A multifaceted and enterprising woman who has found the key to success in the kitchen and in the Islamic food culture: introducing Anissa Helou, chef and writer.

Syrian father, Lebanese mother. Feminist, minimalist, artist, tireless traveler and great cooking enthusiast: Anissa Helou, chef specialized in Middle Eastern gastronomy and author of successful cookbooks, was the protagonist of the tenth edition of Middle East Now, a festival hosted in Florence from 2 to 7 April, designed to bring the contemporary Middle East to the table, conceived by the cultural association Map of Creation.

Anissa Helou
Anissa Helou

Anissa Helou: a book in Islamic cuisine

Feast: Food of the Islamic World is her latest work, a volume of over 500 pages offering a cross-section of Islamic cuisine, with 300 recipes from various parts of the world where Islam has spread, from Xinjiang to Zanzibar, from Senegal to North Africa, passing through Lebanon, Turkey, Syria, Afghanistan. More than a cookbook this is a veritable gastronomic treatise.

Anissa Helou: the beginnings

But let’s rewind and go back to her origins, to that childhood spent in Lebanon during the 60s. Anissa is a chubby child as she defines herself with that touch of irony that distinguishes her, a young gourmet who loves clean and decisive flavours and who follows her mother’s movements in the kitchen with fascination. Growing up, love for good food remains, but she chooses not to try her hand at cooking: “I wanted to be a free, independent woman and cooking, at that time, was equivalent to being somehow subdued, domesticated“.

The feminist spirit

And she continues: “When I first moved in with a man, I immediately made things clear: he shouldn’t expect dinner ready every night.” Her motto, in fact, reserved for partners, friends and relatives, was always the same: “Open the fridge and eat what you find“. Until one day, a friend stopped for dinner and prepared a dish by herself. “She had a special attitude: cooking made her happy. My feminist ideals collapsed, and I decided that I could start cooking too. Maybe not every day, but for special occasions“.

Anissa Helou
Anissa Helou

Anissa Helou’s natural talent

Anissa had no experience, yet her way of constantly observing her mother at work had provided her with the basics she needed: “I don’t know how it’s possible, but I was good and so I began to take inspiration from some recipe books“.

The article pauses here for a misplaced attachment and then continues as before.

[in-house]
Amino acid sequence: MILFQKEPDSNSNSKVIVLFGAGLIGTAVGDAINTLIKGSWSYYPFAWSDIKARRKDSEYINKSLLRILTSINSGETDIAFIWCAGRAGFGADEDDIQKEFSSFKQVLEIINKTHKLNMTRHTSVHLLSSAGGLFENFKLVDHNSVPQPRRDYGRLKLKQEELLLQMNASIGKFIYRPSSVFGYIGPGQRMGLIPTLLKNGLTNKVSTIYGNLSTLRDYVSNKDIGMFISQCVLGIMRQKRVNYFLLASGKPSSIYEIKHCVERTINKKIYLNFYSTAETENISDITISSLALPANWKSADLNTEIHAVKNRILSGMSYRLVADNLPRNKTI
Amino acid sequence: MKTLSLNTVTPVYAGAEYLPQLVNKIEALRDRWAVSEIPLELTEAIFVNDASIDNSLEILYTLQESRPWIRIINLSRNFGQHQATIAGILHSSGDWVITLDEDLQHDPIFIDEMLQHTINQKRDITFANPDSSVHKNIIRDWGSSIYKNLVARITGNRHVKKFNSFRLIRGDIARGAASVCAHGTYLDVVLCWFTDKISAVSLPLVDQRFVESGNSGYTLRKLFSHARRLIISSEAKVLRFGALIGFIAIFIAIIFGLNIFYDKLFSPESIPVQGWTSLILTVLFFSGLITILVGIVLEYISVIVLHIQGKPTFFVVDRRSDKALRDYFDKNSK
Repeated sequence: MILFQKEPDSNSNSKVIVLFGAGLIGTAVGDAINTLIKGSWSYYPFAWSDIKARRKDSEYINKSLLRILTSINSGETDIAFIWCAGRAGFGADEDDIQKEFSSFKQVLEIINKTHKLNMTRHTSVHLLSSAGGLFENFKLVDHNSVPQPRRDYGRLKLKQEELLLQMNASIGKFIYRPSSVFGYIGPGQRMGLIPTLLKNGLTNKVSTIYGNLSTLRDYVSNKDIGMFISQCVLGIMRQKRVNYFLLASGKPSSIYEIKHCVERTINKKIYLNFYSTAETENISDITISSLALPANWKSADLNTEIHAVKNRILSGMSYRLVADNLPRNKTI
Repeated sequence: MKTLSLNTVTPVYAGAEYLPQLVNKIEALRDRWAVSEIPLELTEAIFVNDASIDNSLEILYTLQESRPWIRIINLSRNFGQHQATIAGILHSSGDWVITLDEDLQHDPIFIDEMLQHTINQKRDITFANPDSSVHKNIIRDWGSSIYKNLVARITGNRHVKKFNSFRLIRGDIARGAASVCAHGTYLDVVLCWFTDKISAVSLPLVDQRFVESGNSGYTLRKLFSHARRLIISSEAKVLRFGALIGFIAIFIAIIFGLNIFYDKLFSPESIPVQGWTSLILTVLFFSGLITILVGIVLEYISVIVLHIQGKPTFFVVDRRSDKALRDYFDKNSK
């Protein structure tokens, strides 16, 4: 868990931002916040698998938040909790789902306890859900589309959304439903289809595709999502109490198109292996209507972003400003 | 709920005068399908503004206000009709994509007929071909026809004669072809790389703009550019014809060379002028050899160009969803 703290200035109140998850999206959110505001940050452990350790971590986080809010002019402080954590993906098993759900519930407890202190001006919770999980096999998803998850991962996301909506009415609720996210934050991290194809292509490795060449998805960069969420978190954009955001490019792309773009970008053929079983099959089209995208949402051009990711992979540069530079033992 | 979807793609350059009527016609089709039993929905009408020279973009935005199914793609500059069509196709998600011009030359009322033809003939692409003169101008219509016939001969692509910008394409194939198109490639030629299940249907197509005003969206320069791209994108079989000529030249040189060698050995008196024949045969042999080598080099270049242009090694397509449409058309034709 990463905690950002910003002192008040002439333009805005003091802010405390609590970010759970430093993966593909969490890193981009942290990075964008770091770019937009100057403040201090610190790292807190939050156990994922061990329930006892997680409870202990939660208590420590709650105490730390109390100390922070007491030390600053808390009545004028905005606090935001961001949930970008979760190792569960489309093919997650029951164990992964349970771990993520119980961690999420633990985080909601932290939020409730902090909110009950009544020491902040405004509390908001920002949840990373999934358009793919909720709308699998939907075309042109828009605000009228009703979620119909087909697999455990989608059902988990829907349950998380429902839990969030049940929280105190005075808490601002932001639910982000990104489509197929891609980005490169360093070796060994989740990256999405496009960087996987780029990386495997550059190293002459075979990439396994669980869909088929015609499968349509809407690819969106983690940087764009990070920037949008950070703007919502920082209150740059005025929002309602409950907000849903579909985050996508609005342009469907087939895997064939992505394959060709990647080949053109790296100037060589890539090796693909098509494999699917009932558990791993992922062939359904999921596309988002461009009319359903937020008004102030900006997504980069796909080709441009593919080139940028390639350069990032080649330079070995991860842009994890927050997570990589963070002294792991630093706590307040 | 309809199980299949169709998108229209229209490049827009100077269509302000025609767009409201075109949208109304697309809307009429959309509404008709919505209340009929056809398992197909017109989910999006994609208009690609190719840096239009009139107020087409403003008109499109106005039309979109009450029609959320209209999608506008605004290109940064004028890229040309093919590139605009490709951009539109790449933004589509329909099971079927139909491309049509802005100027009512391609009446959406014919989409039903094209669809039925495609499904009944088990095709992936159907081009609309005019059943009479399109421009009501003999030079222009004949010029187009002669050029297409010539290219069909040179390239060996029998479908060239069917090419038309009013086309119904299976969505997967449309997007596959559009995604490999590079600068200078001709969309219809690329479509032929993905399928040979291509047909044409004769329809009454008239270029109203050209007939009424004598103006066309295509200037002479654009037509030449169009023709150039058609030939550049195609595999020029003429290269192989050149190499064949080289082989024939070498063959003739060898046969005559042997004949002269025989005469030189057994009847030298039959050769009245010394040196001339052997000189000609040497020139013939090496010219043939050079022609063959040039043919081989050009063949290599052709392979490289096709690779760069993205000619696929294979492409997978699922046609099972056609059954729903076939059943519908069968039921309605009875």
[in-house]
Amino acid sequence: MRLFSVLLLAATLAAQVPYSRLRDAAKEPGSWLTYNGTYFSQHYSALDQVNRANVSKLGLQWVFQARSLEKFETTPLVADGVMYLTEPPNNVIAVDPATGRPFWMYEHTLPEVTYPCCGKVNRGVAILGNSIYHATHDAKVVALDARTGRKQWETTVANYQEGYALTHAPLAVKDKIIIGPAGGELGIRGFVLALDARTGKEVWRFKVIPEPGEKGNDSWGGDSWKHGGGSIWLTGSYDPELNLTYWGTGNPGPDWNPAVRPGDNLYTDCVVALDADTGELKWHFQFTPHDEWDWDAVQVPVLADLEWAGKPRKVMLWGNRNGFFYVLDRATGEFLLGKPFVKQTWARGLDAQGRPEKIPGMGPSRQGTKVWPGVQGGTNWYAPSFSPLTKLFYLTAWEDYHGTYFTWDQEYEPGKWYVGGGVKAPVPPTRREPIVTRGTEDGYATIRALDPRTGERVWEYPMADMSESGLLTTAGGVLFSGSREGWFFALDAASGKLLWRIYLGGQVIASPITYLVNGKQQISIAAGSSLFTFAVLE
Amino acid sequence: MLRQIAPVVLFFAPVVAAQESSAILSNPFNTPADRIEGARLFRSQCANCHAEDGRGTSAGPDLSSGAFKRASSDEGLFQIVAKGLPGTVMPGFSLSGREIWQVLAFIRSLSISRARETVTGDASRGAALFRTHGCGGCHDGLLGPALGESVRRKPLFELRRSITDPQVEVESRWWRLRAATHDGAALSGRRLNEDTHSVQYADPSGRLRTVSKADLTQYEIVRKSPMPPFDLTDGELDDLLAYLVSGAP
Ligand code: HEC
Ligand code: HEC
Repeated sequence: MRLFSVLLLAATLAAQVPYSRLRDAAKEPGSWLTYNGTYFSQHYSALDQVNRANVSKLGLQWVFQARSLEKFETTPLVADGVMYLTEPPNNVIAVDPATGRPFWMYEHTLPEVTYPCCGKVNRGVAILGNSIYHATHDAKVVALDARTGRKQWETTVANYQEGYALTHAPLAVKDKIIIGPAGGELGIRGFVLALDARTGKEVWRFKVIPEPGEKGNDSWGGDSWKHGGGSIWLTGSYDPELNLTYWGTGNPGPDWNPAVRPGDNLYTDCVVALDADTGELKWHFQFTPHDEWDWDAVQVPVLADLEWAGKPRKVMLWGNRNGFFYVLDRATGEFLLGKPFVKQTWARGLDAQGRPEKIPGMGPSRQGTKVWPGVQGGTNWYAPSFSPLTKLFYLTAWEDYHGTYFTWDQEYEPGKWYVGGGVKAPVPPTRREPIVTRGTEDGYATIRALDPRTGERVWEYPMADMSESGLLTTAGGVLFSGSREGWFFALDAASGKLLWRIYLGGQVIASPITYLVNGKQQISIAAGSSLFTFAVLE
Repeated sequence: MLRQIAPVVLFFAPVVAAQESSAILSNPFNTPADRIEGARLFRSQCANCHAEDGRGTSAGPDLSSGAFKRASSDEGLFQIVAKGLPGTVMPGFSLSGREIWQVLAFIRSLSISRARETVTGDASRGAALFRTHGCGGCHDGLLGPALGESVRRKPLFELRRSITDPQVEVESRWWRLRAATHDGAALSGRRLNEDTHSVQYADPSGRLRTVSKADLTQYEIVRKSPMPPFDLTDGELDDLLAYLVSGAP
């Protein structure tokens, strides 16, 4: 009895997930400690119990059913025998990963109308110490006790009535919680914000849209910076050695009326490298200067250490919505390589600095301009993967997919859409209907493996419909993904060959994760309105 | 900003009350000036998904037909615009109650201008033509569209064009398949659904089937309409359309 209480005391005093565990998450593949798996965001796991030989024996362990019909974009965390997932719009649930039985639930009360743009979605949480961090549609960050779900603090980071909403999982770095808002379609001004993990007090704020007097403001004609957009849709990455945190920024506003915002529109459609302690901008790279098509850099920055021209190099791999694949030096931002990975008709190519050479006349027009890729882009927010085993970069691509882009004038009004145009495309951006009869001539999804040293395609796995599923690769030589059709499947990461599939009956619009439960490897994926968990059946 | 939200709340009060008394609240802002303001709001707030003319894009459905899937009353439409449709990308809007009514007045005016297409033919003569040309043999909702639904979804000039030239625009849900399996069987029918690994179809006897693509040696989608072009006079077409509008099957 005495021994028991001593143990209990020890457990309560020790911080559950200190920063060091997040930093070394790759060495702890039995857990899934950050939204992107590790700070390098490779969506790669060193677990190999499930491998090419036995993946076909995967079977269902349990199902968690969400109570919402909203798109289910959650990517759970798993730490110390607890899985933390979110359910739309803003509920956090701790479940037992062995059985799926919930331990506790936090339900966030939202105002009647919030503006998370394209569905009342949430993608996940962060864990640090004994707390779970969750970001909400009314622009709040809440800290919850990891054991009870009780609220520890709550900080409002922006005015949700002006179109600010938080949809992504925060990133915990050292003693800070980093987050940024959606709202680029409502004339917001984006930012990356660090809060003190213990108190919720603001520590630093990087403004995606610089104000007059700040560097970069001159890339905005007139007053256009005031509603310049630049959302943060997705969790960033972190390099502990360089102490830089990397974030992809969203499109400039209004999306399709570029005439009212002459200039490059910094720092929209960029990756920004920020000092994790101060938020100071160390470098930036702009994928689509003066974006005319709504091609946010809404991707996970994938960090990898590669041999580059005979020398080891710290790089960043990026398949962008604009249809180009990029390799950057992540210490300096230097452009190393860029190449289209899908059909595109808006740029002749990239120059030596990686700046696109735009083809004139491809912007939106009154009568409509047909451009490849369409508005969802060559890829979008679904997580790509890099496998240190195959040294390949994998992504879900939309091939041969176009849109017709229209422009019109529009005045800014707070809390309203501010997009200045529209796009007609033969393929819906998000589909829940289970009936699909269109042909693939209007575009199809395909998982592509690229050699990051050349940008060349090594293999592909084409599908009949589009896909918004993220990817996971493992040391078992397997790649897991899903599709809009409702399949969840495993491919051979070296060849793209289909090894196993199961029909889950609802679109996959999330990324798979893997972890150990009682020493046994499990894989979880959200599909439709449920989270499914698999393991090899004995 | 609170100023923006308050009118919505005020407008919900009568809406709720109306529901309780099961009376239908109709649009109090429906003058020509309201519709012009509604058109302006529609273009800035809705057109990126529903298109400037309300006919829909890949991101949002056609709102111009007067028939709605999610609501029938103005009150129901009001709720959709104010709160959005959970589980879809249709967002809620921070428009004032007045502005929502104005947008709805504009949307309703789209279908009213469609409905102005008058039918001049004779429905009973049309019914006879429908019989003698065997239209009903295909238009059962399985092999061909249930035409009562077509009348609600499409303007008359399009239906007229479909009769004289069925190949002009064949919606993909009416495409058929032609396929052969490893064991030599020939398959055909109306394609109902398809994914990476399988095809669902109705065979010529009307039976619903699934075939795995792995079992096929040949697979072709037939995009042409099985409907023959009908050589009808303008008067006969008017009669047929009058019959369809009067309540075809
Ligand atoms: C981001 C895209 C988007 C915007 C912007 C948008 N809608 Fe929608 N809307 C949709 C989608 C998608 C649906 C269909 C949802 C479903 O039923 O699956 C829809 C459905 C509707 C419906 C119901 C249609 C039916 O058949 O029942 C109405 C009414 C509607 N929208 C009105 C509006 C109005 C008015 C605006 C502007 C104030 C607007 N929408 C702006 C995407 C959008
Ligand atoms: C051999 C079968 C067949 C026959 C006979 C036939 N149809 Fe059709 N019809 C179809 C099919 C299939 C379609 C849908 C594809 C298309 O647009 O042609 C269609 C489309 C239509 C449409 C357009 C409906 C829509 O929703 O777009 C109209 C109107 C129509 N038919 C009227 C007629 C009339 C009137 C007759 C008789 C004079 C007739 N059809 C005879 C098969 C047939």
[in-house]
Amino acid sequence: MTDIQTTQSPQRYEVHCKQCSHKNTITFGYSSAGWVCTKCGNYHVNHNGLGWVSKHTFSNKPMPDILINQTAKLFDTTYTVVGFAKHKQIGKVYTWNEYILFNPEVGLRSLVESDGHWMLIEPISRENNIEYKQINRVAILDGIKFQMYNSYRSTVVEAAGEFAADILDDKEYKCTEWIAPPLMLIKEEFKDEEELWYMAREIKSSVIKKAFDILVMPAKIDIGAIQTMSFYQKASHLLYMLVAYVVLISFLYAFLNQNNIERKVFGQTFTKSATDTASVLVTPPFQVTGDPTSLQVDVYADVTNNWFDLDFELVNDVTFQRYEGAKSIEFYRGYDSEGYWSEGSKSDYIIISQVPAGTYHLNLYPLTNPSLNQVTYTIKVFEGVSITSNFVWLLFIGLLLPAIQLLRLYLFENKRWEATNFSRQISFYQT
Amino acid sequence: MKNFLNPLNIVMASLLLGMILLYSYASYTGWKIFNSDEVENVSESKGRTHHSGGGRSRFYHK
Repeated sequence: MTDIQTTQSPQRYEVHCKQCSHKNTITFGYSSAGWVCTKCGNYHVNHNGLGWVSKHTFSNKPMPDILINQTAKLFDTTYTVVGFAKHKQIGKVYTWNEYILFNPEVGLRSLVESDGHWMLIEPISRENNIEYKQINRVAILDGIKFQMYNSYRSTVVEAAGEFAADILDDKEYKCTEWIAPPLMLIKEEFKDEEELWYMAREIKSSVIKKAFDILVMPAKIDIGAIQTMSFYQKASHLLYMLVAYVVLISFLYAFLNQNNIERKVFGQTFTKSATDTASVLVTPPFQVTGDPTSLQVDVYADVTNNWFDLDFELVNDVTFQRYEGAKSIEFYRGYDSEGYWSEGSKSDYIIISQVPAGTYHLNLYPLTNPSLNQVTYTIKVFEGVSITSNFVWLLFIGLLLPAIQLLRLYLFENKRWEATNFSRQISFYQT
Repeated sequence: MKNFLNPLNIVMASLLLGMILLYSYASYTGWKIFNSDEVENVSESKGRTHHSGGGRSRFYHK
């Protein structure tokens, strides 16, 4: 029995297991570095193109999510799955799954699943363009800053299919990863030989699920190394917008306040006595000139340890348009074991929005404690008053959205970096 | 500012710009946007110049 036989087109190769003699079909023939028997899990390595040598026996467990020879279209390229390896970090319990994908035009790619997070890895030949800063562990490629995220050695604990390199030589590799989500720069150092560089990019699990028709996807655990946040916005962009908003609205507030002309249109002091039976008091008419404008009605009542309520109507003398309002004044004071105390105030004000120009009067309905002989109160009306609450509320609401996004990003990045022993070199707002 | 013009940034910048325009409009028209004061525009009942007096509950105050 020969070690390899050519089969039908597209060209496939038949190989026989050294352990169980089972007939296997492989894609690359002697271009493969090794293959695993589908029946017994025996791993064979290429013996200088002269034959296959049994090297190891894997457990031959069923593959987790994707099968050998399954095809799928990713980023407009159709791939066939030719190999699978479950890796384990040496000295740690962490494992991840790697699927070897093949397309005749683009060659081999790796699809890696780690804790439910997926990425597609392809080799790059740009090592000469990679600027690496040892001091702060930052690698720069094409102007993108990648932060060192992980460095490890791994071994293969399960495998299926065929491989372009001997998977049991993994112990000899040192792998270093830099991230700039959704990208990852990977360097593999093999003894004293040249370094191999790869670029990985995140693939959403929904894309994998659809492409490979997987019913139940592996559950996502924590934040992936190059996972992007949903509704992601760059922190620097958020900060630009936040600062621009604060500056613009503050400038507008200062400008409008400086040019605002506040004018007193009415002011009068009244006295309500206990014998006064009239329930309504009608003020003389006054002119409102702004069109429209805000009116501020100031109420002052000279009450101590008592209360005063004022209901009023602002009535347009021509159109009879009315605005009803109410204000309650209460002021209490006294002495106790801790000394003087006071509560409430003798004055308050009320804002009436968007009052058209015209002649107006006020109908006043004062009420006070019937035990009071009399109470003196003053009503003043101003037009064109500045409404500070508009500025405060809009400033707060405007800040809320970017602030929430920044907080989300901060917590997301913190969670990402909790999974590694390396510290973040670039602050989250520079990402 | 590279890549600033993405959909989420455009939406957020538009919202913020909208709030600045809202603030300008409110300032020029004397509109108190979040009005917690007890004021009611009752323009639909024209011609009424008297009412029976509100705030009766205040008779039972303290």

The restaurant world is a man’s world

Today, she is one of the world’s most famous Middle Eastern cooks, but her feminist soul remains firmly in place: “The restaurant world is still a purely male setting, which can be uncomfortable for a woman. Fortunately, however, the profession is expanding more and more even to the female world. Plus, finally, the mentality is changing: young kids no longer expect their female partner to do the cooking“.

Minimalism

Anissa Helou’s cuisine is simple, essential, minimalist. Just like the philosophy of life she chose to adopt: “One day, suddenly, I realized how unnecessarily bulky all the objects I had were. Since then, I have tried to minimize as much as possible the confusing conditions, even so in the kitchen”. Simple recipes, “that sometimes I change slightly but decisively, enough to turn them into new dishes“.

Art and aesthetic sense

She also boasts a great aesthetic sense, a legacy of her past in the art world: “I want to be able to enjoy the beauty of what surrounds me, in the kitchen as well as in the dining room. Whether it’s the dish, the furnishings or the ingredients themselves, it doesn’t matter: what matters is that they are beautiful”.

Harem bread
Harem bread

The allure of Islamic cuisine

The culinary journey of Anissa Helou began years ago, but today Lebanese cuisine––and more generally the Middle Eastern one––has completely invaded Great Britain, one of the countries where the cook lived the longest. The strong point? “The way we eat: small portions, a lot of sharing between diners, and focus on ingredients“.

Sicily and Lebanon face to face

Currently the chef lives in Sicily, a land where she finds that climate, flavours and “sweet life style” typical of her Lebanon, make her feel at home. First, however, there were Paris, Kuwait, London: “I feel comfortable everywhere, although today I would probably call London my home“. Among her favorite places, however, there is always Aleppo, “gastronomic capital of the Middle East, with a sophisticated and complex cuisine. And all the suggestive souks (markets, ed.) that existed before the war… it’s a city to discover“.

The book

Her city, like so many other places, is narrated in her latest book. “The stereotypes and the way Islam and Muslims are depicted in the Western world offer a distorted picture of our culture, usually seen in a bad light. What I want to do with this book is erase the clichés“. Starting with food.

Middle Eastern bread

In addition to the book, the Florence festival was the unique opportunity to discover more about the typical bread of Middle Eastern countries, the subject of debate during the event: “Together with rice, bread plays a leading role. In many countries it’s used to accompany any type of food with every meal“. Anissa’s favourite is Moroccan bread, “easy to prepare and very tasty“.

by Michela Becchi